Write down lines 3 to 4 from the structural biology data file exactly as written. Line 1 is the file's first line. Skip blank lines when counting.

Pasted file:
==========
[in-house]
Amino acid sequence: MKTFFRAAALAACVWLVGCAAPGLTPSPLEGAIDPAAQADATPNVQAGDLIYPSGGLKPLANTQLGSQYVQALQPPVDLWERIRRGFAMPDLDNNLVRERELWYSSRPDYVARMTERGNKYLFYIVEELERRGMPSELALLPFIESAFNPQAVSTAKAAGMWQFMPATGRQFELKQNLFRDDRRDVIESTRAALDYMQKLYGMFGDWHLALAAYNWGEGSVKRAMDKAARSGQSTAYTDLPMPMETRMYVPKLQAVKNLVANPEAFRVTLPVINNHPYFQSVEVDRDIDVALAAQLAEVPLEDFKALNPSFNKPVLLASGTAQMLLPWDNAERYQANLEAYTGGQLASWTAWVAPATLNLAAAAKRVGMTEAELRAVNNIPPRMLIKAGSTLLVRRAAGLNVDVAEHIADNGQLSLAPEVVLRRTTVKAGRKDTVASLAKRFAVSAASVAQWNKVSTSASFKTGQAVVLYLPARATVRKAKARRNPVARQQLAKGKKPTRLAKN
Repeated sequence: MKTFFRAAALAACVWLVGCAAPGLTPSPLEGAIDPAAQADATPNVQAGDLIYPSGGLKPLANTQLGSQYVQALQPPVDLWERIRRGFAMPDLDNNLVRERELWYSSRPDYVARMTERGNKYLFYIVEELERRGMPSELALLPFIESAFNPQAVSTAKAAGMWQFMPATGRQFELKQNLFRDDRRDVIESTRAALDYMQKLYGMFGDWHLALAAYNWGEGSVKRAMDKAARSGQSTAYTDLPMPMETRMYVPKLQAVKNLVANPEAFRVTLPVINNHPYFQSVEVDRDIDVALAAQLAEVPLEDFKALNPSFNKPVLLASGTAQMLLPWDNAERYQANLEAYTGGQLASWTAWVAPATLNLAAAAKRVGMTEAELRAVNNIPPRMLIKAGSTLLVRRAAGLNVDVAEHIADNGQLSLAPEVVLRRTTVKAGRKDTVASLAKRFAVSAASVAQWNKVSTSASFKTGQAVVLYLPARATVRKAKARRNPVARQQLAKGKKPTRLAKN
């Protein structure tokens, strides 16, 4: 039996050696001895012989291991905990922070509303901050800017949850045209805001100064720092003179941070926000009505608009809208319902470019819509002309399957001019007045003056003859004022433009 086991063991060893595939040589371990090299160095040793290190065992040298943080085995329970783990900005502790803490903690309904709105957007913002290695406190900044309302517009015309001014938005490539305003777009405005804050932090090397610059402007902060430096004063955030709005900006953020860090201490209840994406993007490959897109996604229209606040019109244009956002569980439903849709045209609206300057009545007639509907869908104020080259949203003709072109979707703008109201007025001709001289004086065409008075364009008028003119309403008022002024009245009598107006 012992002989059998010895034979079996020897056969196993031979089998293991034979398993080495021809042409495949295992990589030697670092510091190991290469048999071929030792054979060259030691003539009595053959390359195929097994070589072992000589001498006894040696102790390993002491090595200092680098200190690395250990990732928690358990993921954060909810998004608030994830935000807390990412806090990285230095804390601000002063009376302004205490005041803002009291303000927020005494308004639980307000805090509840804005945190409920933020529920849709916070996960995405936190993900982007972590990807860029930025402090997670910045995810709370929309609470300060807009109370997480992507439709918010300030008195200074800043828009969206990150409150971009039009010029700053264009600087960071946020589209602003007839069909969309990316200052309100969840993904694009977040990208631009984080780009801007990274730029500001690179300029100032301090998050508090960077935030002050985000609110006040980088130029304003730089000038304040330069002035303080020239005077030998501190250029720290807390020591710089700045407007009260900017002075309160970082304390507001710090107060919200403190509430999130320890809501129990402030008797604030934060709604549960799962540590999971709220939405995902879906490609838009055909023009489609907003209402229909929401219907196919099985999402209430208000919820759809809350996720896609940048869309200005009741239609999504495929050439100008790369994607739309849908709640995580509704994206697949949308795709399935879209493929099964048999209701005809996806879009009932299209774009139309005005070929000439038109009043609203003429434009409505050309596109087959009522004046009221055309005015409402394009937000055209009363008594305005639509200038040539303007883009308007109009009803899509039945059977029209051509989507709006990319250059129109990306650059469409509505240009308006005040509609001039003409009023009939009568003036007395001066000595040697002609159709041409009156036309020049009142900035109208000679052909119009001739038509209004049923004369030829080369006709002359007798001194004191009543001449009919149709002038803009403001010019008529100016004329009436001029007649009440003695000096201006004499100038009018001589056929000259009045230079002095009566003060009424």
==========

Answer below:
Repeated sequence: MKTFFRAAALAACVWLVGCAAPGLTPSPLEGAIDPAAQADATPNVQAGDLIYPSGGLKPLANTQLGSQYVQALQPPVDLWERIRRGFAMPDLDNNLVRERELWYSSRPDYVARMTERGNKYLFYIVEELERRGMPSELALLPFIESAFNPQAVSTAKAAGMWQFMPATGRQFELKQNLFRDDRRDVIESTRAALDYMQKLYGMFGDWHLALAAYNWGEGSVKRAMDKAARSGQSTAYTDLPMPMETRMYVPKLQAVKNLVANPEAFRVTLPVINNHPYFQSVEVDRDIDVALAAQLAEVPLEDFKALNPSFNKPVLLASGTAQMLLPWDNAERYQANLEAYTGGQLASWTAWVAPATLNLAAAAKRVGMTEAELRAVNNIPPRMLIKAGSTLLVRRAAGLNVDVAEHIADNGQLSLAPEVVLRRTTVKAGRKDTVASLAKRFAVSAASVAQWNKVSTSASFKTGQAVVLYLPARATVRKAKARRNPVARQQLAKGKKPTRLAKN
């Protein structure tokens, strides 16, 4: 039996050696001895012989291991905990922070509303901050800017949850045209805001100064720092003179941070926000009505608009809208319902470019819509002309399957001019007045003056003859004022433009 086991063991060893595939040589371990090299160095040793290190065992040298943080085995329970783990900005502790803490903690309904709105957007913002290695406190900044309302517009015309001014938005490539305003777009405005804050932090090397610059402007902060430096004063955030709005900006953020860090201490209840994406993007490959897109996604229209606040019109244009956002569980439903849709045209609206300057009545007639509907869908104020080259949203003709072109979707703008109201007025001709001289004086065409008075364009008028003119309403008022002024009245009598107006 012992002989059998010895034979079996020897056969196993031979089998293991034979398993080495021809042409495949295992990589030697670092510091190991290469048999071929030792054979060259030691003539009595053959390359195929097994070589072992000589001498006894040696102790390993002491090595200092680098200190690395250990990732928690358990993921954060909810998004608030994830935000807390990412806090990285230095804390601000002063009376302004205490005041803002009291303000927020005494308004639980307000805090509840804005945190409920933020529920849709916070996960995405936190993900982007972590990807860029930025402090997670910045995810709370929309609470300060807009109370997480992507439709918010300030008195200074800043828009969206990150409150971009039009010029700053264009600087960071946020589209602003007839069909969309990316200052309100969840993904694009977040990208631009984080780009801007990274730029500001690179300029100032301090998050508090960077935030002050985000609110006040980088130029304003730089000038304040330069002035303080020239005077030998501190250029720290807390020591710089700045407007009260900017002075309160970082304390507001710090107060919200403190509430999130320890809501129990402030008797604030934060709604549960799962540590999971709220939405995902879906490609838009055909023009489609907003209402229909929401219907196919099985999402209430208000919820759809809350996720896609940048869309200005009741239609999504495929050439100008790369994607739309849908709640995580509704994206697949949308795709399935879209493929099964048999209701005809996806879009009932299209774009139309005005070929000439038109009043609203003429434009409505050309596109087959009522004046009221055309005015409402394009937000055209009363008594305005639509200038040539303007883009308007109009009803899509039945059977029209051509989507709006990319250059129109990306650059469409509505240009308006005040509609001039003409009023009939009568003036007395001066000595040697002609159709041409009156036309020049009142900035109208000679052909119009001739038509209004049923004369030829080369006709002359007798001194004191009543001449009919149709002038803009403001010019008529100016004329009436001029007649009440003695000096201006004499100038009018001589056929000259009045230079002095009566003060009424």